The word Sabbath, Shabbat in Hebrew, comes from a root word meaning “to cease”: it is the cessation of work on the seventh day
Marc Chagall, Tapestry, Ten Commandments
Dr Rachelle Gilmour (Thursday 7 May)
The word Sabbath, Shabbat in Hebrew, comes from a root word meaning “to cease”: it is the cessation of work on the seventh day. One of the justifications for the Sabbath day rest in the Hebrew Bible comes from a creation theology:
“For in six days the Lord made heaven and earth, the sea, and all that is in them, but rested the seventh day; therefore the LORD blessed the Sabbath day and consecrated it.” Exod 20:11.
For those who are overworked during this time of COVID-19, working longer shifts in health, food services, or other industries addled with the burden of going online, a whole day’s rest sounds an unrealistic luxury. And yet rest is commanded in the law of the Exodus, because rejuvenation is essential for humans to flourish; to pause in this way is to experience the holy. To cease work is as essential to the community as work itself. The seriousness of this commandment is found in its place alongside other commandments: “do not murder” or “do not steal”. It is my daily prayer that those who are overwhelmed throughout this time with work, will be provided with the means and space for peaceful rest, a Shabbat Shalom.
For others, COVID-19 is experienced as a period of complete cessation. Some have lost their jobs or the activities that kept them busy; whilst others continue to study or work from home – busy, but with the peculiar feeling that every day feels the same. How is it possible to cease on the seventh day when all normality on the other six days has already ceased? Living in isolation is intense emotional and mental work; where is peaceful rest, Shabbat Shalom, in the midst of ongoing, exhausting cessation of normal activities?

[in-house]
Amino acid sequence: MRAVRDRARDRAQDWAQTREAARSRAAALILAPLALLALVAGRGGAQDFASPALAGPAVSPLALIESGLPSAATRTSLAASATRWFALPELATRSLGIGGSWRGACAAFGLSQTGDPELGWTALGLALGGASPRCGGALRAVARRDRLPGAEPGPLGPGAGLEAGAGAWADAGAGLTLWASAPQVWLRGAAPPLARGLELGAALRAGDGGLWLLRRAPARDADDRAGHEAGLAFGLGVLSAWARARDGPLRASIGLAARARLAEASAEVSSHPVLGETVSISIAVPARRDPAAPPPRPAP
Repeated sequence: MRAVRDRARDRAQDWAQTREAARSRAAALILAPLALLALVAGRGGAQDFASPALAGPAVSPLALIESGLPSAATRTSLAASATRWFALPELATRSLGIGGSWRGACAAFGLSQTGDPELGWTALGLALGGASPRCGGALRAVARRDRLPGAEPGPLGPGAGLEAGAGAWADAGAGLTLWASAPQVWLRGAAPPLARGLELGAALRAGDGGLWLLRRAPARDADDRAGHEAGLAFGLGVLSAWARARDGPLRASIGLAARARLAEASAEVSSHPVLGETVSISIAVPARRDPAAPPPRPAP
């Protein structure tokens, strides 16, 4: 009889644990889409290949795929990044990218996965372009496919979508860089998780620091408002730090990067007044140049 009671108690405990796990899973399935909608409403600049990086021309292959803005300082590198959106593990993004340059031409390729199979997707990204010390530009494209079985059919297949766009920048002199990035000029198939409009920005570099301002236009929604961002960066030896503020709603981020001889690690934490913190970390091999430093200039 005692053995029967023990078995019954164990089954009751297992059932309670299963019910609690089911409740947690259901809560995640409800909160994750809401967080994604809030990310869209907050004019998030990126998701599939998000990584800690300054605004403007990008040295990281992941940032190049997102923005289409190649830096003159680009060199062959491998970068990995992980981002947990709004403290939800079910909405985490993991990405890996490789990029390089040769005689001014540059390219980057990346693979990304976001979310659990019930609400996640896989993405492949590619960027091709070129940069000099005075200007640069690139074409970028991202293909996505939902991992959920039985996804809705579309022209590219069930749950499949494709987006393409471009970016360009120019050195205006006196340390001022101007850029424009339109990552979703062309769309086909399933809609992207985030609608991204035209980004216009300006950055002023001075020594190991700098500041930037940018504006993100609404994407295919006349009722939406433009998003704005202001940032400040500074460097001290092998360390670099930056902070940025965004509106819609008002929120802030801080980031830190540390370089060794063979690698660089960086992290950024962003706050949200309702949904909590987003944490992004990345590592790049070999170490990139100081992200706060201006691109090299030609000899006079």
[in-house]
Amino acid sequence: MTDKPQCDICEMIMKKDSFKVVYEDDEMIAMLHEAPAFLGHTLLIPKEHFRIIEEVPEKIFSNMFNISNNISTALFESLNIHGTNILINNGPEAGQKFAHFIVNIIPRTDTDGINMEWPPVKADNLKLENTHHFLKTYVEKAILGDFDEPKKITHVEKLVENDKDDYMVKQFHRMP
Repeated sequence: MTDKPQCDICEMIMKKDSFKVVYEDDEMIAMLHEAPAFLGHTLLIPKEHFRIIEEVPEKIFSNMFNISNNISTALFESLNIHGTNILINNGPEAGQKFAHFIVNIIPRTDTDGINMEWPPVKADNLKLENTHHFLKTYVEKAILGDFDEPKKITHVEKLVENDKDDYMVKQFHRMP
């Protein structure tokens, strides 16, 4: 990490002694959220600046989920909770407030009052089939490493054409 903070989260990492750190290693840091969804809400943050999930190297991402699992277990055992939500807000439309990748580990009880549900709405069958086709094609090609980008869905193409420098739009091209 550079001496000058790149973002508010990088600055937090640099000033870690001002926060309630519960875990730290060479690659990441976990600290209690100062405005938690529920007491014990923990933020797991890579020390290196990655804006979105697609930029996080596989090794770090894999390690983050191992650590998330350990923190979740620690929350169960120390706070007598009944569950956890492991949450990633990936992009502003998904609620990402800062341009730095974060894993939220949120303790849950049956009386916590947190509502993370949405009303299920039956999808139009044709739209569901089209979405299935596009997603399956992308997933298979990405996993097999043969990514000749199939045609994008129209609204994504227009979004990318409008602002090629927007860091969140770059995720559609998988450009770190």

Closer examination of other sabbath commandments in the Hebrew Bible may provide some answer. The other account of the commandments in Deut 5:12-15 is addressed to the heads of a household, “But the seventh day is a sabbath to the Lord your God; you shall not do any work.” But the command doesn’t end there; instead it goes on to list all the workers under the care of the heads of household who also rest, “Your son, your daughter, your male and female slave, your ox and your donkey, your livestock, or the resident alien in your towns.” Central to this commandment is that those under your care are able to rest, for you too “were a slave in the land of Egypt.” The Sabbath command is not simply to rest on the seventh day; the command is to give others rest, those who perhaps need rest more than you.
This principle is made even more explicit in the instructions for Sabbath year for the fields in Exodus 23:10: “six years, the fields should be sown, and on the seventh it lies fallow”. For the good of the field, and your future yield? Perhaps. But the more important reason is stated in v. 11, “that the poor of your people may eat.”
To find sabbath rest, especially for those of us who have already ceased normal activities, may be to give others rest. A phone call to give a friend rest from their loneliness; an offer to take a burden from another; a financial gift to give someone rest from money worries. This too can bring a peaceful Sabbath, Shabbat Shalom.